This question already has an answer here:

$\sum\limits_{i=1}^{n-1} i$.

I know the answer is $\frac{1}{2}(n-1)n$ but I don't quite understand it how to get there.


marked as duplicate by Jack D'Aurizio, Newb, graydad, k170, apnorton May 2 '15 at 17:12

This question has been asked before and already has an answer. If those answers do not fully address your question, please ask a new question.


\begin{align} S=\sum_{i=1}^{n-1}i&=1+2+3+\ldots+n-1\\ S=\sum_{i=1}^{n-1}i&=n-1+n-2+n-3+\ldots+1 \end{align} \begin{align} 2S&=(1+n-1)+(2+n-2)+(3+n-3)+\ldots+(n-1+1)\\ 2S&=n+n+n+\ldots+n\\ 2S&=n(n-1)\\ \therefore S&=\dfrac{n(n-1)}{2} \end{align}

  • $\begingroup$ I get lost where you write 2S = ... $\endgroup$ – Joel May 2 '15 at 10:31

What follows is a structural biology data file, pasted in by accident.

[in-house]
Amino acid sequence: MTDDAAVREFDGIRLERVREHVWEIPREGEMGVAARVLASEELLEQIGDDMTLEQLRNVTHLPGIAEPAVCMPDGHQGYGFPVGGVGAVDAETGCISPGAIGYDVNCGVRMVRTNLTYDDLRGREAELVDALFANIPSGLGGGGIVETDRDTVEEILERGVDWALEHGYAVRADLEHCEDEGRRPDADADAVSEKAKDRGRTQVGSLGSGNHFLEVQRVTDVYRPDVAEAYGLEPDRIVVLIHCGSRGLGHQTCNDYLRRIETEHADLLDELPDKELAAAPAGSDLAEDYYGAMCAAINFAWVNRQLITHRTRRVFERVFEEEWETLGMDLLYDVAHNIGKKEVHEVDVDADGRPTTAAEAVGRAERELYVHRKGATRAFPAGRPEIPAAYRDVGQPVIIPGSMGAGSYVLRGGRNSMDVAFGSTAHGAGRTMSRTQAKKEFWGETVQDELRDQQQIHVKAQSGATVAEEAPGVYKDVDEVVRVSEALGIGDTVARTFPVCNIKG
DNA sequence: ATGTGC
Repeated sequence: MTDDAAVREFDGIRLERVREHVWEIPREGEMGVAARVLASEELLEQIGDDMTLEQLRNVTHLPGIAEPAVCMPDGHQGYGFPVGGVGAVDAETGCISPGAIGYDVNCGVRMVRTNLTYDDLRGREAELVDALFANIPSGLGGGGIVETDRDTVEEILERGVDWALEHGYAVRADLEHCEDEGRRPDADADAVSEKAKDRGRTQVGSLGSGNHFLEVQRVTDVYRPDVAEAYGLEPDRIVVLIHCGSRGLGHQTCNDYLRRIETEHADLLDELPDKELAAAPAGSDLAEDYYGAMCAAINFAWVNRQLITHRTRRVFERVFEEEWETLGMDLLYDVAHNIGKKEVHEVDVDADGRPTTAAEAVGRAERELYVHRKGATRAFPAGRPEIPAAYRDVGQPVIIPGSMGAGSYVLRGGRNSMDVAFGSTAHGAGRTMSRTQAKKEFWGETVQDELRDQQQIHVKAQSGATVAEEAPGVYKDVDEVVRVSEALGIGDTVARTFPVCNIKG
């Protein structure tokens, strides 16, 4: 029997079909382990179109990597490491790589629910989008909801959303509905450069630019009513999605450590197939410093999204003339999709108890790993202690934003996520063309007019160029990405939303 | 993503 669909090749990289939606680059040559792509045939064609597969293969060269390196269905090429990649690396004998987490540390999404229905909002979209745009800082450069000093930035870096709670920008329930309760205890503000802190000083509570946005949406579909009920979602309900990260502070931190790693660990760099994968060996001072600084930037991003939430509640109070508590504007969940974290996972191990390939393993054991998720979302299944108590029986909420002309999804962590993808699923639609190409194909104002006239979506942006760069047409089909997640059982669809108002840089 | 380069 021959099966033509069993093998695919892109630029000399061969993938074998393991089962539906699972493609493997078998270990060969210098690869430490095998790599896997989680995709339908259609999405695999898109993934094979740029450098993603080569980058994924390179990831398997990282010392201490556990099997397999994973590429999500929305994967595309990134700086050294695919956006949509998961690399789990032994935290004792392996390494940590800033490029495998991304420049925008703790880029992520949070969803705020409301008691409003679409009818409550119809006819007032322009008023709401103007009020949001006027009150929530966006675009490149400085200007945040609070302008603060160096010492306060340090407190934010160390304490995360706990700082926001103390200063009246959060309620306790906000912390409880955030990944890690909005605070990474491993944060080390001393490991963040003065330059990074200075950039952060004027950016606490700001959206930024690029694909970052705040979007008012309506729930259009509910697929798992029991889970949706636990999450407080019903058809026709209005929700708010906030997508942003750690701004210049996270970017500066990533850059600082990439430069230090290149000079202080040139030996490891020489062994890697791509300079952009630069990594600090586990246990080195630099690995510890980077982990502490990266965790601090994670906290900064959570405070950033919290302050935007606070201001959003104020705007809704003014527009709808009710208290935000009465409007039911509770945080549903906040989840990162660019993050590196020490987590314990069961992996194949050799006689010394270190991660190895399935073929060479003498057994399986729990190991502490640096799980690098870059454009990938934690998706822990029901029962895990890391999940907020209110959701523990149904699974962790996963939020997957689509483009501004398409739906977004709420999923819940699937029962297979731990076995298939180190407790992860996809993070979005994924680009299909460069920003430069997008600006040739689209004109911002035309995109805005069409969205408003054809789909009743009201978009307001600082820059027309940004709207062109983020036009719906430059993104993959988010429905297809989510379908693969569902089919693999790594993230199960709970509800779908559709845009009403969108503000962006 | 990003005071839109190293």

• $\begingroup$ Sum up term by term the two previous lines, i.e. the $1$ with the $n-1$, the $2$ with the $n-2$ and so forth. The addition always yields $n$. Now, how many times are we summing up? $n-1$. $\endgroup$ – Demosthene May 2 '15 at 10:35
  • $\begingroup$ Oh... you should added the same lists but in opposing ordering. Thanks. $\endgroup$ – Joel May 2 '15 at 10:52

Not the answer you're looking for? Browse other questions tagged or ask your own question.